RM3  for water; it costs RM6 minimum per two months, and usually we only use the minimum. I use rainwater to water the plants where possible, because the plants seem to prefer it, but in the drier months use town water.

Currently a phone line and 4mbps ADSL Internet connection with Telekom Malaysia costs RM140 per month.  For 8mbps it costs RM160 per month.

Groceries:
RM1,200 per month (RM900) for groceries. There are supermarkets and markets for fruit and vegetables. But if we buy everything just from Tesco, this is an approximate figure, although prices are rising significantly.

Health Insurance:
RM560 for two of us for policies covering hospitalisation, taken out locally, but covering world-wide.  Visiting a doctor in a clinic used to cost around RM35 in this area, or in a hospital RM80 or more. Doctors’ prices were increased by 14.4% this week, with the previous price range for visiting a doctor’s clinic from RM10 – RM35, and the new range from RM30 to RM125.  This doesn’t appear to be 14.4% to me, but that’s what the newspaper reported. Here is a chart taken from The Star:

2014-03-08 12.52.45s

Our insurance agent told us medical procedures are increasing in cost by 20% per annum, so at this rate very soon Malaysia will no longer be a low cost medical destination.

Tax:
RM0 if you are renting. The service charge for the condo is paid by the owner, as is any tax on the property. If you own a house, there is a land tax and a charge for the local council’s services, which amount to about RM500 per annum for both for a modest property. The Malaysian government plans to introduced a GST of initially 6% in April 2015.  This is being universally cheered by the media. Since the government seems to expect people/companies to act as their tax collectors without recompense, I assume the extra costs of this tax collecting and accounting will be passed on to the consumers, thus having a bigger than 6% impact.  The government has recently substantially increased capital gains taxes on property sales.  Now the tax is 30% for properties sold within 5 years, and 5% on properties sold during or after the sixth year. (Previously 15%, then 10%, and after 5 years 0%).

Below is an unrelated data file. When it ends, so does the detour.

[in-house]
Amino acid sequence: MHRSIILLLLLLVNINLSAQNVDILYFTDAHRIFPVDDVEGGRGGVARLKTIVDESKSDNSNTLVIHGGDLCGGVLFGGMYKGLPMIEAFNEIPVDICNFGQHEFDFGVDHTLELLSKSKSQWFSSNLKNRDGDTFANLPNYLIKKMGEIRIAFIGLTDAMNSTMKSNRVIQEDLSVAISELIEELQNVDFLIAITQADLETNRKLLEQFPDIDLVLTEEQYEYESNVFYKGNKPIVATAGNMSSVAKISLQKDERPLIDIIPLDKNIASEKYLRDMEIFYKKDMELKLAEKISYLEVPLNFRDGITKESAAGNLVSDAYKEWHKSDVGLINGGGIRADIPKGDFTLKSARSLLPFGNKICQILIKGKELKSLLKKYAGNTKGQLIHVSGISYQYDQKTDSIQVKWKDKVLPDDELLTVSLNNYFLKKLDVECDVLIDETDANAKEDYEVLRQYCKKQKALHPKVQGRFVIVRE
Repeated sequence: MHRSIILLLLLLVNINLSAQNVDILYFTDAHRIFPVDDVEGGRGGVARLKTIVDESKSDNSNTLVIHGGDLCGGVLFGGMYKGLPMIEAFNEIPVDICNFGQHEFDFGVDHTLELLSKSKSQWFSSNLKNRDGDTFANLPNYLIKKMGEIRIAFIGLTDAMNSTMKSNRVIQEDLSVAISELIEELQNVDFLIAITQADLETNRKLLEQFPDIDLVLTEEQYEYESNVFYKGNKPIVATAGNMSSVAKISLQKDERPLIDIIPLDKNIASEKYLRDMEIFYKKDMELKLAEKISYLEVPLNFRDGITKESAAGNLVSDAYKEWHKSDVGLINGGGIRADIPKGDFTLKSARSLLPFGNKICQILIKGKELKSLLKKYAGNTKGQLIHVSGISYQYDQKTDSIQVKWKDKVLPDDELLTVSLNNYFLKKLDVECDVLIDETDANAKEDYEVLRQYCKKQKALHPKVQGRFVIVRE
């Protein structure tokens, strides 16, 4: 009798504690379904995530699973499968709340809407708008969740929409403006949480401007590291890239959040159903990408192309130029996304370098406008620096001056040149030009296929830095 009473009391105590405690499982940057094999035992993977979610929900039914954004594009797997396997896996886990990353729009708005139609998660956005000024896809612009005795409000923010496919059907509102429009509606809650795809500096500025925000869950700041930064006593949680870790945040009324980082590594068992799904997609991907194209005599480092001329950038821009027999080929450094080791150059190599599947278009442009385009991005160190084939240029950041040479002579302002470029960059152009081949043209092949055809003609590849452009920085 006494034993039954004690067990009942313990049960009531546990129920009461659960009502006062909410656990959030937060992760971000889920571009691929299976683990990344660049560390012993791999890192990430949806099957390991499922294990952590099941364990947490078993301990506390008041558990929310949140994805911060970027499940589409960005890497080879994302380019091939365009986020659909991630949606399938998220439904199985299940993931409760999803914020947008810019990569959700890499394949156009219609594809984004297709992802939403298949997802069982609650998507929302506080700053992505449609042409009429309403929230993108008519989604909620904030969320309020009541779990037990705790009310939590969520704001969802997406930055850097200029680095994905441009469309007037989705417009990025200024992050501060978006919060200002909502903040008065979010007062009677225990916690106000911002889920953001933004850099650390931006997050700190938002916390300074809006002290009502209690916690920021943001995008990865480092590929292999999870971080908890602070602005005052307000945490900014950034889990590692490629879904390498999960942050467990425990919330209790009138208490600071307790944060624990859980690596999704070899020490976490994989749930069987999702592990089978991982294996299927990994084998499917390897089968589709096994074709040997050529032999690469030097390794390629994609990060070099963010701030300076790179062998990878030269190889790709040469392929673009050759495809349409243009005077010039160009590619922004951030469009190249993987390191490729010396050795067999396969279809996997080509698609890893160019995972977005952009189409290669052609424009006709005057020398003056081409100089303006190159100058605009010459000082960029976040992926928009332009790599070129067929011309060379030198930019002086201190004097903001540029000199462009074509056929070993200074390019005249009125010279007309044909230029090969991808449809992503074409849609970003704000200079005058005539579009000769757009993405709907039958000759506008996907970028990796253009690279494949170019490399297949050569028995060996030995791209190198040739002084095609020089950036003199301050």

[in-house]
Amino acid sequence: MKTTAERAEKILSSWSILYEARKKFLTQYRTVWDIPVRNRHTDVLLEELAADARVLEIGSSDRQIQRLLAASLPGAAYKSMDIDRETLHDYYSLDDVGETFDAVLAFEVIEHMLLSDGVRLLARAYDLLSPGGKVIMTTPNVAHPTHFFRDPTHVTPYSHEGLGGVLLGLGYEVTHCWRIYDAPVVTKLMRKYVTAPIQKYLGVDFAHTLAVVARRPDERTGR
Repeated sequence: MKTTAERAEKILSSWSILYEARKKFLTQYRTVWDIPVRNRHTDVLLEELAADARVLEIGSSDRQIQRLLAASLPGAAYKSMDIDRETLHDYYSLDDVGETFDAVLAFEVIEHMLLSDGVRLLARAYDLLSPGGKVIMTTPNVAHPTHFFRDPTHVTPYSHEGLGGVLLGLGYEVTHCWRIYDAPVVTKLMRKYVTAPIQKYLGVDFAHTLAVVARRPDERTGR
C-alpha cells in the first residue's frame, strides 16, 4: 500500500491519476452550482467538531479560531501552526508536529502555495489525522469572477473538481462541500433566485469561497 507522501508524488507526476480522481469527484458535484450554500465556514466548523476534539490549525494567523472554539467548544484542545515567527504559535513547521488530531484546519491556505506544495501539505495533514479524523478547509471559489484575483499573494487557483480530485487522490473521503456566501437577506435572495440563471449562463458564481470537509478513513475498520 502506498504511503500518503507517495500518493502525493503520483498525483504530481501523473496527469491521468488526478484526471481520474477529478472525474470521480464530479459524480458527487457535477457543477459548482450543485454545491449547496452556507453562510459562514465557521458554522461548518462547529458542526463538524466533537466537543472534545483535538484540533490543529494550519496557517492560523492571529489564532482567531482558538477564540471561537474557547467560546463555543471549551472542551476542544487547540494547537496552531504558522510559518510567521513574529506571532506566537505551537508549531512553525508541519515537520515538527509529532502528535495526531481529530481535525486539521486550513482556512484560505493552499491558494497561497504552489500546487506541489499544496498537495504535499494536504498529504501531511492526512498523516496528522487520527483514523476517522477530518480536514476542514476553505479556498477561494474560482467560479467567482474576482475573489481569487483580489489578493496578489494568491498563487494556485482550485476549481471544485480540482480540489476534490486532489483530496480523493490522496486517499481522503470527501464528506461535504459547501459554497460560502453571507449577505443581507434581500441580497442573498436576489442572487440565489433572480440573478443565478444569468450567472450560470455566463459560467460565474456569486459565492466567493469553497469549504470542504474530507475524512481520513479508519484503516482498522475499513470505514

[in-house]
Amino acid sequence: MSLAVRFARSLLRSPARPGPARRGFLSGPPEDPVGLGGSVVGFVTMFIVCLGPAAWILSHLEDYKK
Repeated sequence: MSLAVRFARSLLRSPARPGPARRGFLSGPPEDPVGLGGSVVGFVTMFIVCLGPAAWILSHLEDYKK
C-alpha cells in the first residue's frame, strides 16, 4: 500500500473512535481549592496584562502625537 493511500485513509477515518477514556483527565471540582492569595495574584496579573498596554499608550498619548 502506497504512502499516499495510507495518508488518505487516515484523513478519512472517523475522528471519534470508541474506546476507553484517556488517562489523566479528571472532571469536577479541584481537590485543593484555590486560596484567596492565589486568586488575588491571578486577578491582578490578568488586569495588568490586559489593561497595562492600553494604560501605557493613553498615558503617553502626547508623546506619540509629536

Petrol:
RM2.10 (1.90) per litre – I live centrally, so even when I drive it is only for about 10 minutes one way, so in a month I spend less than RM100 on petrol.

Car running costs:
Car service – about RM400 for a Japanese car to perhaps RM1,000 for a Mercedes. I only need it once a year as everything is close by in Penang, so I don’t drive many miles. Road tax depends on engine size – see this calculator. Some things are really cheap – puncture repair RM8, for example – with immediate and friendly service. Car insurance, of course, depends on the car value and your no claim discount.  RM2,000 per year for a medium size car, perhaps, with full no claim discount.

Parking:
RM0.40 (RM0.30)per half hour, and up, on Penang Island, for street parking by coupon (previously meter or with parking attendants). RM5 for parking all day, as a guideline. On weekdays it costs RM1 for three hours parking in Gurney Plaza, on weekends more. You can park free, too, in some supermarkets, on suburban streets, at some businesses.

Taxi: